Distribution of indole-producing urease-negative pasteurellas in animals.

E. L. Biberstein, S. S. Jang, Philip H Kass, D. C. Hirsh

Research output: Contribution to journalArticle

34 Citations (Scopus)

Abstract

Three hundred fifty-six animal isolates of indole-positive urease-negative cultures of Pasteurella, which would formerly have been classified as P. multocida, were examined with respect to their relationship to the recently described P. multocida subspecies (ssp.) multocida, septica, and gallicida and P. canis, P. stomatis/Taxon 16, and Pasteurella sp. B. Two hundred sixty-three (73.9%) of the cultures could be identified with one of these taxa, and 93 isolates (26.1%), representing 17 different biotypes, were unassignable. Pasteurella multocida ssp. multocida was the predominant taxon throughout and in most of the 25 animal species from which isolations were made. In dogs, P. canis was the most frequent. Different degrees of host predilection were observed also in P. multocida ssp. septica for cats, P. canis for sheep, and 2 of the unassignable biotypes for cattle and dogs, respectively. Overall, the respiratory tract was the most frequent source of isolates, but a propensity of P. multocida ssp. septica for localization in the central nervous system of cats was noted.

Original languageEnglish (US)
Pages (from-to)319-323
Number of pages5
JournalJournal of veterinary diagnostic investigation : official publication of the American Association of Veterinary Laboratory Diagnosticians, Inc
Volume3
Issue number4
StatePublished - Oct 1991

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Pasteurella multocida
Urease
indoles
urease
Pasteurella
Canis
Cats
Dogs
animals
biotypes
Respiratory System
cats
Sheep
Central Nervous System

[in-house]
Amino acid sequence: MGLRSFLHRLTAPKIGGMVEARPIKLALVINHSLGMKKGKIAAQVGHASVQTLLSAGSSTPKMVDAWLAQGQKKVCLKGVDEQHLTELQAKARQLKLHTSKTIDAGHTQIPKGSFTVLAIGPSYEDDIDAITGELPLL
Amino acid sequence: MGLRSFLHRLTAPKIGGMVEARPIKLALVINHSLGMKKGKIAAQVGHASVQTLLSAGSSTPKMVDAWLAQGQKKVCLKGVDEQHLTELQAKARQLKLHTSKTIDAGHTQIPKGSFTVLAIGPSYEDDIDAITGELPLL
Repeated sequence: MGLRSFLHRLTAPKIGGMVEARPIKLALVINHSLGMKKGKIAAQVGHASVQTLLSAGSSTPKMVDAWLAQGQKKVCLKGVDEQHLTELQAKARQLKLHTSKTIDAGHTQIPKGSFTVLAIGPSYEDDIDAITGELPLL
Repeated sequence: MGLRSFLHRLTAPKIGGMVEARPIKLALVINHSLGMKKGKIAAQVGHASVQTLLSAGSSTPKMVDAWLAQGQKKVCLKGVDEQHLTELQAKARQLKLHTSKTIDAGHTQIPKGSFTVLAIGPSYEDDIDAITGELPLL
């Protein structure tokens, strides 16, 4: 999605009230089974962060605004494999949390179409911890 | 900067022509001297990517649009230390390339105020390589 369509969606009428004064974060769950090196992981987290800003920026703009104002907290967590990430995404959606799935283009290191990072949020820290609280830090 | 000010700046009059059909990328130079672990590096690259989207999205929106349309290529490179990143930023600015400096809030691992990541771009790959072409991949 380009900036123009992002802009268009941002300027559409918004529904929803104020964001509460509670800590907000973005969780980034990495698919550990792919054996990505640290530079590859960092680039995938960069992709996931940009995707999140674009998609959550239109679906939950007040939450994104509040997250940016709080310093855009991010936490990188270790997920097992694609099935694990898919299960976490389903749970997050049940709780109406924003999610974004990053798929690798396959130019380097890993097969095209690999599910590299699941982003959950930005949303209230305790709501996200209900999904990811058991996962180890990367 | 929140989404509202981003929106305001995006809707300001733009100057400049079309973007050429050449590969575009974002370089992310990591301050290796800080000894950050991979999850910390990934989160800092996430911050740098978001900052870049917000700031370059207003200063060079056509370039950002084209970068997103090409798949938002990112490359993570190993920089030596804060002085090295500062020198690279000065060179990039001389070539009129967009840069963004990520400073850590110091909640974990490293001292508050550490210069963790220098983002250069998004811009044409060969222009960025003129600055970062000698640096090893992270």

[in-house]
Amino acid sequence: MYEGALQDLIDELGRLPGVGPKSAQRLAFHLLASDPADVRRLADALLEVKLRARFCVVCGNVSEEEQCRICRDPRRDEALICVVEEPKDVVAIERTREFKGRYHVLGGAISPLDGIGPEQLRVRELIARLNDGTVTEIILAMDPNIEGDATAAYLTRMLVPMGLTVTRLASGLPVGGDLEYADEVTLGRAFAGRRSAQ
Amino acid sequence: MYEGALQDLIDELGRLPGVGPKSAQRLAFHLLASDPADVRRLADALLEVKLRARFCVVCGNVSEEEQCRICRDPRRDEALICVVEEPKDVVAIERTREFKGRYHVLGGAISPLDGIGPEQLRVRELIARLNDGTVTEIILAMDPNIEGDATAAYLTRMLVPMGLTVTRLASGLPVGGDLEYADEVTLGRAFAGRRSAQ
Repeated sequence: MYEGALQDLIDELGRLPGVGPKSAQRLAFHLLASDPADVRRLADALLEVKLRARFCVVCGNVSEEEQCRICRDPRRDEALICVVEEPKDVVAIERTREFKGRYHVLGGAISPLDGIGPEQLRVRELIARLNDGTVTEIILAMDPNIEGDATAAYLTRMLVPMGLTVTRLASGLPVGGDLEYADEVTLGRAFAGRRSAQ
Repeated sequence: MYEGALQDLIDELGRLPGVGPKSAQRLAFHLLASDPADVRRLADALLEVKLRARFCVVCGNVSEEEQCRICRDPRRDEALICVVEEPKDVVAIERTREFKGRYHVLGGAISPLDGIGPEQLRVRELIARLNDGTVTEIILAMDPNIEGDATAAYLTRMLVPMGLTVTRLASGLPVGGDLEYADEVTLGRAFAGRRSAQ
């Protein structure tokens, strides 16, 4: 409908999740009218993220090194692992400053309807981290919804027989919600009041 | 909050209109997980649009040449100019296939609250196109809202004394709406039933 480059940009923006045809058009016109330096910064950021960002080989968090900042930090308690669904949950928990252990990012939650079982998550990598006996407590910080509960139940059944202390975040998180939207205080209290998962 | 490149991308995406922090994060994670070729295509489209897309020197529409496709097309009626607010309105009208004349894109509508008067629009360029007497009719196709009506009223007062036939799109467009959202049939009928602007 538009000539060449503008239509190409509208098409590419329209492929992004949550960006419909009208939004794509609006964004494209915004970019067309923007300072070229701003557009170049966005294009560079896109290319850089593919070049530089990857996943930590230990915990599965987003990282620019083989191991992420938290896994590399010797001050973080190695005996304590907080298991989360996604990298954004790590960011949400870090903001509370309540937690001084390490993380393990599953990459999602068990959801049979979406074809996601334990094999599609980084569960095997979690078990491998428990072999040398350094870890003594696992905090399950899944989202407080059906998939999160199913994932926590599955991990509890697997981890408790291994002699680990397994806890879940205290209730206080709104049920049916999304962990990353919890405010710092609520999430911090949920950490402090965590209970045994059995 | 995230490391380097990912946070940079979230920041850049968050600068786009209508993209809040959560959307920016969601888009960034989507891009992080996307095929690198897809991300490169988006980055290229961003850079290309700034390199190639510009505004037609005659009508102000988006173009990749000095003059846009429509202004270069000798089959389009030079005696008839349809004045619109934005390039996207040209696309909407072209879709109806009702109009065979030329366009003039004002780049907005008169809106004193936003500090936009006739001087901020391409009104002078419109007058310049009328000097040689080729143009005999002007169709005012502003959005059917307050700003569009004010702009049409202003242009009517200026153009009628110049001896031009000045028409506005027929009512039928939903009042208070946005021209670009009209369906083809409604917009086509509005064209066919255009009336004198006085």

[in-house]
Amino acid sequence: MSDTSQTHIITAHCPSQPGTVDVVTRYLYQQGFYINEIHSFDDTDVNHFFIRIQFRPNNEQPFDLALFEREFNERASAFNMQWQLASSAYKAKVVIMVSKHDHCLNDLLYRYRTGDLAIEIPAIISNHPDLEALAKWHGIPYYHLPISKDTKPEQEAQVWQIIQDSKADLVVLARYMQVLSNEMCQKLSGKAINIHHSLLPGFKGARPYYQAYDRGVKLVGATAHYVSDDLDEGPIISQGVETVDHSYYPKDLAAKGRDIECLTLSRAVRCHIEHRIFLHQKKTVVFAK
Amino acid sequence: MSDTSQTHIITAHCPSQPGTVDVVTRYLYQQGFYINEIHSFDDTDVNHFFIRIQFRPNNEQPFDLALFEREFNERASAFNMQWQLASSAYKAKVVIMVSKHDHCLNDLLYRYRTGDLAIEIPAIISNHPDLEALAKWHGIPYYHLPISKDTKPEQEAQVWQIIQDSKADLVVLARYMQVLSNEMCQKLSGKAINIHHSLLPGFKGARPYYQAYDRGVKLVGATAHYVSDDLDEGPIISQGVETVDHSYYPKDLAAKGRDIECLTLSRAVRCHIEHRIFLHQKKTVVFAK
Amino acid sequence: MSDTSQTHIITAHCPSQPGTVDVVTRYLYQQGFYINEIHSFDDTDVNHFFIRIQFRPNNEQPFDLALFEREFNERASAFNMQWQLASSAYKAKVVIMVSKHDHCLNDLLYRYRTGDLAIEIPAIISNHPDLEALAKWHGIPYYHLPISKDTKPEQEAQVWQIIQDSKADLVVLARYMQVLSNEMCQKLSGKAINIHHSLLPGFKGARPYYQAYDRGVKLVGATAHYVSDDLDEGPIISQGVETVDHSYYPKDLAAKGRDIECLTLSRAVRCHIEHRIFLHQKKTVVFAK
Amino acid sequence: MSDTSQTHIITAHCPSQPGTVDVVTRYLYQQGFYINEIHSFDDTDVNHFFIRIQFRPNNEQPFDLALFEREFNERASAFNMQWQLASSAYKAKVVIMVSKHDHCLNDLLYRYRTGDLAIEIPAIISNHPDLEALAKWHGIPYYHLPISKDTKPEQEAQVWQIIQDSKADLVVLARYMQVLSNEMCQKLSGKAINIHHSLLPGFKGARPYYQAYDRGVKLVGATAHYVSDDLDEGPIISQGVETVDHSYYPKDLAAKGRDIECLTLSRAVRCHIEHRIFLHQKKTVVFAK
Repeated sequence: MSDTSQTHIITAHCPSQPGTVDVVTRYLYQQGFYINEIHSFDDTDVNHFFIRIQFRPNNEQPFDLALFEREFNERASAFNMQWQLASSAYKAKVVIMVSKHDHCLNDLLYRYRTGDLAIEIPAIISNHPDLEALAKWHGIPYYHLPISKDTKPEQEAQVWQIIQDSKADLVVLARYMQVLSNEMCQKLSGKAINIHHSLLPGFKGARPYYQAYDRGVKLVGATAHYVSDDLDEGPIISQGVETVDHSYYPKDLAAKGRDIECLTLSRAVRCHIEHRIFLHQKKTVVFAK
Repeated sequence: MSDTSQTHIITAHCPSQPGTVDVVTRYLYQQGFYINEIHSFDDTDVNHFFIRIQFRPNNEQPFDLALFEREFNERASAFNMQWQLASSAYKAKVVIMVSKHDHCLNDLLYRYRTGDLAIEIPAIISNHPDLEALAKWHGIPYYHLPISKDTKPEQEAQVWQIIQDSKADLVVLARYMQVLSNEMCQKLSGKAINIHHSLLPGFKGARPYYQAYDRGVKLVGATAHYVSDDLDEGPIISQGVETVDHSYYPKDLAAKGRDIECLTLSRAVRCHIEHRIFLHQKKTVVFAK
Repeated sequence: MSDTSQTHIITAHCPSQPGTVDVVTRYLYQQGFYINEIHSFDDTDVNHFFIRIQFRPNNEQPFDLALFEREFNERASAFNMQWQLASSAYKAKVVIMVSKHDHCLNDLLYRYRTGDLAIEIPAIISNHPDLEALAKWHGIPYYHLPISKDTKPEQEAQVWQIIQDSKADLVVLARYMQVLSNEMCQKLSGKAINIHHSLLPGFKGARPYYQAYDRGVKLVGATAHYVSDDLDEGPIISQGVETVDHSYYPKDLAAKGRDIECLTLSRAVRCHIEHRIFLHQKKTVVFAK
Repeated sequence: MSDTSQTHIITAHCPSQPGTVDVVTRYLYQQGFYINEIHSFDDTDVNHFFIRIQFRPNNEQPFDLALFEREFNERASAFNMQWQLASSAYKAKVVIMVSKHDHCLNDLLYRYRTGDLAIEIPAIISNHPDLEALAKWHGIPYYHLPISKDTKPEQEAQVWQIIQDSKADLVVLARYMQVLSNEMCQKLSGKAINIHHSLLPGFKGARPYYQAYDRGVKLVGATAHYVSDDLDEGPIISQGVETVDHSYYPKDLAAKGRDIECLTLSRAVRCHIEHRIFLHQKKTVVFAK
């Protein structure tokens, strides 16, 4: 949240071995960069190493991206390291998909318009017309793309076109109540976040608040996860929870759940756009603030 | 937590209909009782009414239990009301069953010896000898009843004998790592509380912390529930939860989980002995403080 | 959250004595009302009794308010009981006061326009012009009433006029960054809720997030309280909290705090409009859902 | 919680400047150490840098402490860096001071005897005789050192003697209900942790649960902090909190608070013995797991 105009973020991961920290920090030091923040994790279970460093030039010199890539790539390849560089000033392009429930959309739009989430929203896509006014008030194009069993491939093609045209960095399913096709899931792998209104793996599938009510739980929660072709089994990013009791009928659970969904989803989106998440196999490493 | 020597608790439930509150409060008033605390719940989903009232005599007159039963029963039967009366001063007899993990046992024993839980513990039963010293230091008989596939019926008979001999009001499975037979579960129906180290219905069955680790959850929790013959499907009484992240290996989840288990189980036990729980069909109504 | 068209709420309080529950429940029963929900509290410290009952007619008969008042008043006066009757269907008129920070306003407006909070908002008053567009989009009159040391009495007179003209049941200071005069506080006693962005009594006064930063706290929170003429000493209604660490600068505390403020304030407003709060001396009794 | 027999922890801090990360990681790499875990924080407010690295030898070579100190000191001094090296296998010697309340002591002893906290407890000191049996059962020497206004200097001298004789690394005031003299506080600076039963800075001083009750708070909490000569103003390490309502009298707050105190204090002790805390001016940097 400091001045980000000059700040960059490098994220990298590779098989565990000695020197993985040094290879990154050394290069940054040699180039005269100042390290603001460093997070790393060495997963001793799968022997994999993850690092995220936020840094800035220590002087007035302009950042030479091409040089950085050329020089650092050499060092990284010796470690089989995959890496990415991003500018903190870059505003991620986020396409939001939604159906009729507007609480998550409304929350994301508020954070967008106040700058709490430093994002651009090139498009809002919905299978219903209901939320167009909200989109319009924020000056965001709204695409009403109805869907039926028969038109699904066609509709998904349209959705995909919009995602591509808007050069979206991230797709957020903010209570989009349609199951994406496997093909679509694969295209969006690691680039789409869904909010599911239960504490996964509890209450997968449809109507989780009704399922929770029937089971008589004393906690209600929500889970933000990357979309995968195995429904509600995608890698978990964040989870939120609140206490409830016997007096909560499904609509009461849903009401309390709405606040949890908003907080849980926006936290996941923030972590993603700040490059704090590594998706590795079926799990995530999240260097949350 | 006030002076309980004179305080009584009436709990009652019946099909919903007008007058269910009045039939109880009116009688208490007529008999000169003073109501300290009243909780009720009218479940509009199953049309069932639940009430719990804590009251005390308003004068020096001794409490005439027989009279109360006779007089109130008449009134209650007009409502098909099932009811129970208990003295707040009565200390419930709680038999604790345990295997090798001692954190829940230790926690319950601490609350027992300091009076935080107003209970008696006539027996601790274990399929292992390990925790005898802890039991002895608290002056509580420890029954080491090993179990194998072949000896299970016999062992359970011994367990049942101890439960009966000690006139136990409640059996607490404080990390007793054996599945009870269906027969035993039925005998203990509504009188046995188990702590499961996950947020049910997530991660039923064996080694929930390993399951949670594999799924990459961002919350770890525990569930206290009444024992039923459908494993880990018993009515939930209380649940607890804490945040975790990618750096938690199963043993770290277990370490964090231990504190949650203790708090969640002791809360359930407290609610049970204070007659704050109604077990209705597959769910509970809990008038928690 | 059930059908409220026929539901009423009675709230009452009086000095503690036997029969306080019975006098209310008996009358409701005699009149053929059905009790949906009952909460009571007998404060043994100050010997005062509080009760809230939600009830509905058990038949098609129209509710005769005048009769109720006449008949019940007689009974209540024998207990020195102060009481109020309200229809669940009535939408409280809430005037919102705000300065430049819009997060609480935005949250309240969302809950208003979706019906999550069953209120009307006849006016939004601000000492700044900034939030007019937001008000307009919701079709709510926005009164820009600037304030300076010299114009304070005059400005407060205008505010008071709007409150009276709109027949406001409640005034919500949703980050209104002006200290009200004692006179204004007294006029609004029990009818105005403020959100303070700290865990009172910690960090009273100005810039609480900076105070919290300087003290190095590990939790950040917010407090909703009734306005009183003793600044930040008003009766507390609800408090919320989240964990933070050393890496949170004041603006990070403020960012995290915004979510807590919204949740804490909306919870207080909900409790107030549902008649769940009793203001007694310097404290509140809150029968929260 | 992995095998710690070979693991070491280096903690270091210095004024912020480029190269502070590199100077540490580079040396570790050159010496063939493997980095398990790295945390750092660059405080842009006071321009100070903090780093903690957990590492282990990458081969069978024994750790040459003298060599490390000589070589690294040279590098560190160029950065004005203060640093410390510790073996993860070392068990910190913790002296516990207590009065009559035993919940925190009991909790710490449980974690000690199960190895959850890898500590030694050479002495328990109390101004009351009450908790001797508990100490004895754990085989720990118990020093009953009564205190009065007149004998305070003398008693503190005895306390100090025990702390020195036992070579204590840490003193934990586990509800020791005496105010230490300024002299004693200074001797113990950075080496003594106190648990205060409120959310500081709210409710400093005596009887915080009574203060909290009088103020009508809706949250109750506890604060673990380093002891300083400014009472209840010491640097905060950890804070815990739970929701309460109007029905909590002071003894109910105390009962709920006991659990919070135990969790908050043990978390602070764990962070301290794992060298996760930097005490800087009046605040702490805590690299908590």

dogs
respiratory system
central nervous system
indole
sheep
cattle

ASJC Scopus subject areas

  • Microbiology
  • veterinary(all)

Cite this

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title = "Distribution of indole-producing urease-negative pasteurellas in animals.",
abstract = "Three hundred fifty-six animal isolates of indole-positive urease-negative cultures of Pasteurella, which would formerly have been classified as P. multocida, were examined with respect to their relationship to the recently described P. multocida subspecies (ssp.) multocida, septica, and gallicida and P. canis, P. stomatis/Taxon 16, and Pasteurella sp. B. Two hundred sixty-three (73.9{\%}) of the cultures could be identified with one of these taxa, and 93 isolates (26.1{\%}), representing 17 different biotypes, were unassignable. Pasteurella multocida ssp. multocida was the predominant taxon throughout and in most of the 25 animal species from which isolations were made. In dogs, P. canis was the most frequent. Different degrees of host predilection were observed also in P. multocida ssp. septica for cats, P. canis for sheep, and 2 of the unassignable biotypes for cattle and dogs, respectively. Overall, the respiratory tract was the most frequent source of isolates, but a propensity of P. multocida ssp. septica for localization in the central nervous system of cats was noted.",
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